How to convince someone who is hesitant to get the COVID-19 vaccine

LOS ANGELES (KABC) -- As new infections and hospital admissions climb at an alarming rate among the unvaccinated, how do you talk to a loved one or friend who doesn't want a COVID-19 vaccine? Experts say it's not so much about talking.

"I am unvaccinated," Karen Perdue of Tujunga says.

When Eyewitness News first met Perdue, she wasn't asked her about her vaccination status. But after she saw ABC7 reporter Denise Dador was willing to listen, she explained her concerns about the vaccine.

"It is an experimental drug or vaccine," she said.

All of the COVID-19 vaccines went through extensive clinical trials. The U.S. Food and Drug Administration has authorized them for emergency use. Full approval is expected within the next few months, and 343 million shots have been administered in the U.S. And while extremely rare adverse reactions can occur, the data shows the vaccines are overwhelmingly safe and effective. Still many have reservations.

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"There's a lot of different reasons that people hold off getting vaccinated," said Dr. Itai Danovitch, chair of Cedars-Sinai's department of psychiatry and behavioral neurosciences.

He said whether people are skeptical of the vaccine or question where the information comes from, there's only one way to approach people on the fence.

"Listening to people with a sense of humility, being curious about what their reasons are and what their concerns are is much more likely to put them in a position where they themselves are open to gaining information," he said.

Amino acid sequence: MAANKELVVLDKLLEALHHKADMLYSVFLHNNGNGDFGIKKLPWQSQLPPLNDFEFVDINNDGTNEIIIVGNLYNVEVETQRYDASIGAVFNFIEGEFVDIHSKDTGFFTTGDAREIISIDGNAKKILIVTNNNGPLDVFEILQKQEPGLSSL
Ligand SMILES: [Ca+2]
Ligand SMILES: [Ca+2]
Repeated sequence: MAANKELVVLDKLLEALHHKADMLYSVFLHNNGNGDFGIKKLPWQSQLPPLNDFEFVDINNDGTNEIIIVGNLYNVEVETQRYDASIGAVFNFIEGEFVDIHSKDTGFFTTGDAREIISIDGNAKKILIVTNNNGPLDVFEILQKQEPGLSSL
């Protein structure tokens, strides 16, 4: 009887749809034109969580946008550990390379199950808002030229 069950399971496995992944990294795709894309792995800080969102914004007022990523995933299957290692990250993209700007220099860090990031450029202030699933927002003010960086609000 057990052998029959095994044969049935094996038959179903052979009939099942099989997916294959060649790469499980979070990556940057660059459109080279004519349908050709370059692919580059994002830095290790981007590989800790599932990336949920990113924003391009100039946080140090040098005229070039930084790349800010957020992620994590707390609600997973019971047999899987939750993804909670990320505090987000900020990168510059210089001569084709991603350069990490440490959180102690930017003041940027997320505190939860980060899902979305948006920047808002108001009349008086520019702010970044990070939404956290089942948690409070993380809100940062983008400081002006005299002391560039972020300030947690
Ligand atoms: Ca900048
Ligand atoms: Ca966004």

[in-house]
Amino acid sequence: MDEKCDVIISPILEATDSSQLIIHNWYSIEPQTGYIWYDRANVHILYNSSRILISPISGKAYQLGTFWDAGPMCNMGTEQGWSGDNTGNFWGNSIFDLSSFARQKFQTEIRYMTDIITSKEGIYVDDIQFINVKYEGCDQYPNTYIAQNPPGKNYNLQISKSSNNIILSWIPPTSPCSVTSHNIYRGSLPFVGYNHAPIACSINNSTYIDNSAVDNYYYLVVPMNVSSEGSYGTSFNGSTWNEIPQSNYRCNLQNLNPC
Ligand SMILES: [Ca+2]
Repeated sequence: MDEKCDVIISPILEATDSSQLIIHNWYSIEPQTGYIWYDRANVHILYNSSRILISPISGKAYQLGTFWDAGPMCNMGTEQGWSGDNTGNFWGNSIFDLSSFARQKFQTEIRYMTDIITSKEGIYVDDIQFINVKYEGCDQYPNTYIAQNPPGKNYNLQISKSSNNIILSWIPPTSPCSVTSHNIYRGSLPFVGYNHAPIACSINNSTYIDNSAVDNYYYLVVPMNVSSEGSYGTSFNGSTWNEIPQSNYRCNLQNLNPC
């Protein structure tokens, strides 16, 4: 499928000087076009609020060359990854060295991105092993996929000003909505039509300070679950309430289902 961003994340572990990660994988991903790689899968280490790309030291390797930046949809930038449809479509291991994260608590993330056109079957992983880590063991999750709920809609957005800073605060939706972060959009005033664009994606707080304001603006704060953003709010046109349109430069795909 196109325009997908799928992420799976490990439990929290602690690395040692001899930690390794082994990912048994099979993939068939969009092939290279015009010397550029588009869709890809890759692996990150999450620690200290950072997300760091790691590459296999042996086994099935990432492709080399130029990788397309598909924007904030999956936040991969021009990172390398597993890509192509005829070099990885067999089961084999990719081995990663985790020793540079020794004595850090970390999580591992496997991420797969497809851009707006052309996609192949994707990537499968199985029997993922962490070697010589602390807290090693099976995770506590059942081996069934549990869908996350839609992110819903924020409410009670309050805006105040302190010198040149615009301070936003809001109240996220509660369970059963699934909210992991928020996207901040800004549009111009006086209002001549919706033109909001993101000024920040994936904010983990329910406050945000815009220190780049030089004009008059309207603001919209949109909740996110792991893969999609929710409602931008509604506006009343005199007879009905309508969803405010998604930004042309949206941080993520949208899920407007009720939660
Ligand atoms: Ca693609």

Danovitch says unless they ask and are open to discussion, don't offer to educate.

"You're in a much better place to talk about how you feel and why you do the things you do, and then ask them about their own perspective," Danovith said. "It's better than giving them education that they aren't necessarily asking for."

With someone close, express your concerns for their well-being and how not getting vaccinated impacts you and everyone around you. And if that doesn't work, Danovitch said it's OK to set boundaries.

"The appropriate thing to do might be to say 'Currently, I'm concerned about my own risks. And it's important that I don't see you until you're vaccinated as well. If we do see each other, it should be under specific circumstances, like outside wearing masks," he suggested.

"I just think that everyone should take precautions," Perdue said.

The most important thing is to keep the conversation going.

"We know that when people feel heard, they're much more likely to be open to listening," Danovitch said. "So we start from a place of listening and then hope that that happens in both directions."

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